House Passes Bill to Limit Accessibility Rights under the Americans With Disabilities Act

House Passes Bill to Limit Accessibility Rights under the Americans With Disabilities Act

Last Thursday, the ADA Education and Reform Act passed in the House on a 225-192 vote. Most Republican and 12 Democrat leaders agreed to amend the Americans with Disabilities Act (ADA), which mandates equal access to public places. The changes, they say, would stop “bad lawyers” from taking advantage of innocent business owners.

Lead co-sponsor Jackie Speier (D-CA), who claims to be more interested in accessibility than making lawyers rich, envisions a law against opportunistic “rip-off artists in California that are in it for just making a buck.” Another co-sponsor, Ted Poe (R-TX), condemns “a whole industry made up of people who prey on small business owners and file unnecessary and abusive lawsuits.”

But lawyers are the least of disability communities’ concerns. Advocates warn the bill in fact gives victimized businesses too much opportunity to do damage to the people who really matter: victims of discrimination.

‘Progress’ Is Not Access, Say Activists

Per the current ADA, any person with disabilities who faces barriers to public establishments – be they grocery stores, recreation facilities, schools, or doctors’ offices – are entitled to file suit. Legal intervention must be immediate.

Under the reformed Americans with Disabilities Act, however, anyone hoping to sue a business for violating the ADA’s public accommodations provision has a few new hoops to jump through. They are first tasked with notifying the business of the violation in writing. Next comes a 60-day wait, the generous amount of time given for the perpetrator to plan a solution. They are then granted another 120 days to “make substantial progress in removing the barrier.”

If enacted, activists say, the bill would give businesses no incentive to proactively protect people with disabilities before a complaint is filed. It may not even prompt businesses to go further than “substantial progress” – in itself, a vague term with room for interpretation – and provide full access. On the complainant’s part, suing for discrimination will be much harder.

“We know of no other law that outlaws discrimination but permits entities to discriminate with impunity until victims experience that discrimination and educate the entities perpetrating it about their obligations not to discriminate,” reads a letter from the Consortium for Citizens with Disabilities signed by more than 200 disability rights groups. “Such a regime is absurd, and would make people with disabilities second-class citizens.”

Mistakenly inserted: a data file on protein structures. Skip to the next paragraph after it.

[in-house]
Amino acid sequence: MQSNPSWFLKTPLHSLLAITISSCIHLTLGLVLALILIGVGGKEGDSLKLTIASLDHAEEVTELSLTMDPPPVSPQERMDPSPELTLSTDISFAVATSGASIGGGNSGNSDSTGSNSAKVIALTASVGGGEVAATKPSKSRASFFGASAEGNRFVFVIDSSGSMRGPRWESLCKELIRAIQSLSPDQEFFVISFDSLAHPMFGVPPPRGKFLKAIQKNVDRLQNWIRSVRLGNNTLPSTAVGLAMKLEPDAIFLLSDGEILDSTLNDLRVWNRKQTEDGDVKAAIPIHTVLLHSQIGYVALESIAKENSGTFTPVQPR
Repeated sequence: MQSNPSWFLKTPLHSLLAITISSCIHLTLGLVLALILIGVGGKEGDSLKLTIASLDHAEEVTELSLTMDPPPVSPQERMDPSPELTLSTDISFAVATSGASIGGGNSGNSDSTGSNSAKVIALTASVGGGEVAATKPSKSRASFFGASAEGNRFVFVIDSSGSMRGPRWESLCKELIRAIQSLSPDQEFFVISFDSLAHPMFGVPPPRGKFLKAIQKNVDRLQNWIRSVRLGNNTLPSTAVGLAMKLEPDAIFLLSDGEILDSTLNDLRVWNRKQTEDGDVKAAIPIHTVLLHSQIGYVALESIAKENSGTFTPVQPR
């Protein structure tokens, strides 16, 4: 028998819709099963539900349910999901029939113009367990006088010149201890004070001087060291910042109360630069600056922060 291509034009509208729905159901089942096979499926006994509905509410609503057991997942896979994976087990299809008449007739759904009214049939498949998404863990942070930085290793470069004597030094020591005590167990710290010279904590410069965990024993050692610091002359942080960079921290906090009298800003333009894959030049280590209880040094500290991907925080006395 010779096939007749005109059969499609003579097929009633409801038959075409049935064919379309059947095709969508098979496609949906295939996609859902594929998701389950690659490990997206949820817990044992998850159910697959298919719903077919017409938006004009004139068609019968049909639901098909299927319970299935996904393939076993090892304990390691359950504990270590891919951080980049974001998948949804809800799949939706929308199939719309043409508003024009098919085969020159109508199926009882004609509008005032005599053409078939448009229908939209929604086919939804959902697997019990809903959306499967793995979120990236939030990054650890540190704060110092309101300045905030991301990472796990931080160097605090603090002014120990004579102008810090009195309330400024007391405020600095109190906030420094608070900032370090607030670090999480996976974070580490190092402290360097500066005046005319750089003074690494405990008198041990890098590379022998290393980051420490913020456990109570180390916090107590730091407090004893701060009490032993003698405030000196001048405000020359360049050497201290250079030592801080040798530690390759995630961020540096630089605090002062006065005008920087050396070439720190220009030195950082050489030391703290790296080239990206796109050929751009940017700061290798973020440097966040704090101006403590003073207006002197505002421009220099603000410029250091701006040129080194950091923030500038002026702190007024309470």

Motivations without Merit

The bill comes on the back of nationwide reports of lawyers filing dozens of ADA complaints, at times after noticing violations from outside a building or via Google Earth. On the lobbying side are business groups, keen to curb these “drive-by lawsuits” or empty threats to inspect premises in person.

But the bill’s critics dismiss the so-called frivolous lawsuits as an ADA issue. Discrimination and abuse, they say, are better handled by state and local authorities. More importantly, rather than go after people with disabilities, lawmakers might want to try pursuing the “bad lawyers” in question.

“Instead of expecting businesses to own the responsibility of complying with civil rights laws,” wrote the American Civil Liberties Union (ACLU) in a letter to congressional representatives, “it shifts the burden to the individual who is being denied access.”

Where Does This Leave Victims?

The ACLU put it plainly in a public document outlining the “ill-informed” bill’s loopholes: The bill will not achieve its goals. Though apparently necessary to stamp out lawyers who abuse the law and protect businesses who find it too complicated to respect, the bill will do nothing to stop frivolous lawsuits. At best, it will simply defer them.

It’s important to remember, above all else, that this bill will be bad for people with disabilities – that’s the bottom line. By taking away rights to timely litigation and barrier removal, people will be denied the access to which they have been entitled under the ADA for 28 years.

The bill’s prospects are uncertain until reviewed by the Senate. But it’s already clear that the proposed legislation “turns back the block on disability rights in America,” said The Leadership Conference on Civil Human Rights in a tweet. “This is deeply shameful.”

Sokolove Law Team

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Last modified: September 28, 2020